The improved fiscal outlook gives us a little breathing room, but we still need help from the federal government to allow us to keep working on economic recovery, reopening schools, homelessness, rent relief, the climate crisis and wildfire prevention. I will be releasing the Assembly Budget Blueprint next month that will spell out our priorities in the coming year. I look forward to working with the Governor and the Senate in crafting a responsible spending plan that addresses the needs of all Californians.

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Monday, November 16, 2020

 

Publication: San Jose Mercury

Money will help move homeless hotel residents into housing

Gov. Gavin Newsom poured another $62 million into his waning Project Roomkey program Monday, part of an ongoing effort to prevent any of the more than 22,000 homeless Californians sheltering in pandemic hotels from ending up back on the street.

The money, which comes from the state’s Disaster Response Emergency Operations Account, will go to counties that have put up homeless Californians in hotels during the pandemic. The emergency cash injection comes as the pandemic hotels are starting to close in the Bay Area and beyond.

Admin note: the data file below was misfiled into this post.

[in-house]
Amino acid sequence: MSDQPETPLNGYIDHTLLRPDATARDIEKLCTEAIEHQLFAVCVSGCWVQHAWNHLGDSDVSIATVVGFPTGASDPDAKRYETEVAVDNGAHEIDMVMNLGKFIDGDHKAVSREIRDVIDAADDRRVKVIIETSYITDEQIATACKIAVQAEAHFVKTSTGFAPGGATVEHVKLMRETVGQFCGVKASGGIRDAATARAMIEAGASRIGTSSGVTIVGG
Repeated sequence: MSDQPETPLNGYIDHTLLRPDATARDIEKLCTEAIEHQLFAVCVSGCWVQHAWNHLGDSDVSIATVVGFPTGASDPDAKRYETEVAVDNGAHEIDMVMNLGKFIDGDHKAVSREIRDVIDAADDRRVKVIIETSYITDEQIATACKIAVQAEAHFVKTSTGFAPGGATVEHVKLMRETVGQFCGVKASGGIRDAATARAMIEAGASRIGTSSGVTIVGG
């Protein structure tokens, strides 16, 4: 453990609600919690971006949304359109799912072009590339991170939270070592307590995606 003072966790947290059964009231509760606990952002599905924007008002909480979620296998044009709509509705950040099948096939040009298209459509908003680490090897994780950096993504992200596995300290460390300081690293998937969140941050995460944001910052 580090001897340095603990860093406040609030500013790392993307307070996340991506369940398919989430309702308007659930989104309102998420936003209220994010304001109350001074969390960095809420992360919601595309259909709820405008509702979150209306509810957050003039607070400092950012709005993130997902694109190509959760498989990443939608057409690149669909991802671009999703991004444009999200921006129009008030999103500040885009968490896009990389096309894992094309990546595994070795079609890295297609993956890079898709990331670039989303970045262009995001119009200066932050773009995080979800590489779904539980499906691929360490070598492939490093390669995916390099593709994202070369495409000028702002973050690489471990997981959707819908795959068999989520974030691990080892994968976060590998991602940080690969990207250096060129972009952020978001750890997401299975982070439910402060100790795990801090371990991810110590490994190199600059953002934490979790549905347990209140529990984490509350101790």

The bulk of the funds — $35 million — will go toward rehousing Project Roomkey residents. That money is for rental subsidies, case management, housing navigation and landlord incentives, and other housing expenses. Another $24 million will help prop up the existing Project Roomkey program, allowing residents to remain in their hotel rooms until they can obtain permanent housing. The last $3 million will go toward technical assistance — helping counties contract with experienced housing providers and create rehousing plans.

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“While allocating more funding for Project Roomkey helps in the short-term,” said Budget Committee Chair Assemblymember Phil Ting (D-San Francisco), according to the news release. “I look forward to collaborative budget discussions with the administration about reducing homelessness, focusing on smart investments and long-term housing solutions.”